Guest post from Scott Yates
Abbreviations and acronyms have embedded themselves in English as somewhat of an auxiliary language. If you thought Latin was a dead language, it isn’t. It lives somewhat zombie-like in some very common abbreviations like, e.g., i.e., etc.
(Notice how the “etc.” in that last sentence did double-duty there? No extra charge for that.
(Same goes for the double-duty parenthesis at the end of the last parenthetical winky-face.)
You could, if you like, read this list of Latin Abbreviations. Perhaps the next time someone quotes your writing and inserts “(sic),” you’ll be less confused, and definitely not flattered.
Then there are acronyms turned into words formed from the first letters of a multi-word name. (Remember “M.A.S.H.”?) When an acronym is widely used, it often becomes a word itself, and we forget its original meaning. You can look these up, but the laser, scuba and countless others, are actually acronyms formed from the first letters of word phrases. (If you’re into the more obscure military acronyms, check out the meaning of FUBAR — and its suffix BUNDY — as well as the somewhat surly FIGMO.)
The New York Times differs from the AP and others in turning acronymous words into words that are lower case, so U.S. Navy SEALs become “Seals.” Why? Because the Times says so. No other journalistic organization has hopped on that bandwagon.
In journalism it’s usually easier to spell out an abbreviation in the first paragraph of a piece and then sprinkle it with generic references like “that agency,” or “the association.”
Likewise, the Chicago Style Manual encourages students and teachers to “use abbreviations sparingly in text because they can make your writing seem either too informal or too technical.”
In blogging, too informal could also include current texting abbreviations like OMG, BRB, LOL, ROFLMAO, each of which should be taken out and shot. IMHO, anyway.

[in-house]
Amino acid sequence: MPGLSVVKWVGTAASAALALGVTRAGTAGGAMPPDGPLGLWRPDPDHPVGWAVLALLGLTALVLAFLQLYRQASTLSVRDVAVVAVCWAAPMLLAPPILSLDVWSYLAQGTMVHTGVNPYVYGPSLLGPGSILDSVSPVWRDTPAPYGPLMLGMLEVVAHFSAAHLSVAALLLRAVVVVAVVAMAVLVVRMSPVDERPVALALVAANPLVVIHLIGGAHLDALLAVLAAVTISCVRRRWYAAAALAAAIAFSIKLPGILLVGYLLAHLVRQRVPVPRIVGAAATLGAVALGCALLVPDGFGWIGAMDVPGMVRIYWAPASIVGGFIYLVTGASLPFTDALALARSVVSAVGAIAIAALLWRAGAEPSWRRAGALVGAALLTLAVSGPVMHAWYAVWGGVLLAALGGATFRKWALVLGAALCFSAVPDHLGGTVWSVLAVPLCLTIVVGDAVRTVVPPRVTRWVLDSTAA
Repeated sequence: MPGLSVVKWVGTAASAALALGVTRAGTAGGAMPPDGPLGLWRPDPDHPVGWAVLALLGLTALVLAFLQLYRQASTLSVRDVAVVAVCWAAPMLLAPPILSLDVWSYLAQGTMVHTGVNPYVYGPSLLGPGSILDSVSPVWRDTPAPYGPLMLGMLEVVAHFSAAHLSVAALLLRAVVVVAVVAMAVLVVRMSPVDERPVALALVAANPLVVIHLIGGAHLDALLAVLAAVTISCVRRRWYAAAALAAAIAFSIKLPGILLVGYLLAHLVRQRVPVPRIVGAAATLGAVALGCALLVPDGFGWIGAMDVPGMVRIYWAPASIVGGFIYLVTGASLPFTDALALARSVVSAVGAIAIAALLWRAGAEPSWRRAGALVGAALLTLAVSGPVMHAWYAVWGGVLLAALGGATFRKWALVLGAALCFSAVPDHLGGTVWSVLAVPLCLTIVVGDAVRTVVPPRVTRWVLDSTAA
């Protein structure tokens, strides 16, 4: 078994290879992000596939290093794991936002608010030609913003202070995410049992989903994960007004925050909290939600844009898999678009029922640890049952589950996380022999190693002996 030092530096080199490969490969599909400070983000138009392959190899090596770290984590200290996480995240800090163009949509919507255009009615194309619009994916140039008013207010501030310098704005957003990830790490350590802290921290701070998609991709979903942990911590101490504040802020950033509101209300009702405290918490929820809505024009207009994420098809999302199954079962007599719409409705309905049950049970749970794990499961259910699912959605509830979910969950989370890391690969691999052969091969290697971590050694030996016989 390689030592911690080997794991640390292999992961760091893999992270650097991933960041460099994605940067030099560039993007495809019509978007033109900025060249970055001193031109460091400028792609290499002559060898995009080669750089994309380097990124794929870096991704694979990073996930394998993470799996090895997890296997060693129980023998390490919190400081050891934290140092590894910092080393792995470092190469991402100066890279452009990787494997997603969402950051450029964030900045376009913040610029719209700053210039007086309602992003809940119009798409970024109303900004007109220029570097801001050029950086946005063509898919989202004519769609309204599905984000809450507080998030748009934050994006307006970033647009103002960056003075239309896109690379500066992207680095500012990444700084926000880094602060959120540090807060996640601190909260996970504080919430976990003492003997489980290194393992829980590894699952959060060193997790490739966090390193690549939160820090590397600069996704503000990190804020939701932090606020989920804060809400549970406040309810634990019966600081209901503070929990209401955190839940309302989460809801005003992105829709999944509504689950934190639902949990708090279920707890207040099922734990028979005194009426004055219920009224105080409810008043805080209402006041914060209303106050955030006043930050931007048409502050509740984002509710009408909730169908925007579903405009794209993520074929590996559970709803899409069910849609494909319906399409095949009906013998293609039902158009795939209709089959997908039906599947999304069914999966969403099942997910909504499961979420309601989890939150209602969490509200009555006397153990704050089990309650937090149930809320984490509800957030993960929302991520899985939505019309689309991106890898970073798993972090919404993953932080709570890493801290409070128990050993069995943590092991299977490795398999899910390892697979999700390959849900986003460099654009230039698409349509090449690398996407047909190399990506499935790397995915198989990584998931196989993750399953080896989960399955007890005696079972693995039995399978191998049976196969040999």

As regards the too technical caveat, there are clients out there who want their blogs laced with the heady brew of technology’s exciting acronyms and cliquish abbreviations. It floats their boat, and they’re willing to pay the freight, so I tell my writers to give them what they want.
Then there’s the common practice described in Albert Joseph’s Put It In Writing! (p.193):
“Always spell out the full term the first time it appears in any piece of writing, then follow it immediately by the acronym in parentheses, almost as if saying “…hereinafter referred to as…”
With due respect to Mr. Albert, I would disagree with his use of the adverb “always” and replace it with “never.” Should bloggers say, for example, “The National Football League (NFL) is…”?
Instead, I think we should declare a Grammarly-BlogMutt Acronym Rule that a writer never follows a name with an acronym in parenthesis. According to this new rule, writers should spell out anything that needs it, and then just use an acronym in following references, but only if that acronym will be completely clear to every potential reader of what is written.
That’s the rub, however. For some readers, the NFL refers to the National Forensic League, which is an organization that arranges debating contests. (Maybe we can get them to organize a debate between those who would force us to make acronyms parenthetical, and those enlightened writers who follow the Grammarly-BlogMutt Acronym Rule.)
So, at the end of it all, what’s the rule for acronyms in modern usage? It’s the same rule that should be in the front of any writer’s mind before fingers get close to a keyboard: Consider the reader.
If you are quite sure that every single reader of what you are writing will be totally familiar with an acronym, then use it. But because so much of what we write today goes online, we don’t really know that much about the reader. What if it’s someone who is not a native speaker of the language? What if it’s someone new to an industry?
With those things in mind, we suggest that you just AAA — Avoid All Acronyms.
Missed Part 1 of this two-part series? Check it out here.
About the Author
Scott Yates was a writer for 20 years before he started a company where anyone can hire a blogger: BlogMutt. He had help in writing this post from one of the more than 3,000 active writers who have earned BlogMutt writing privileges.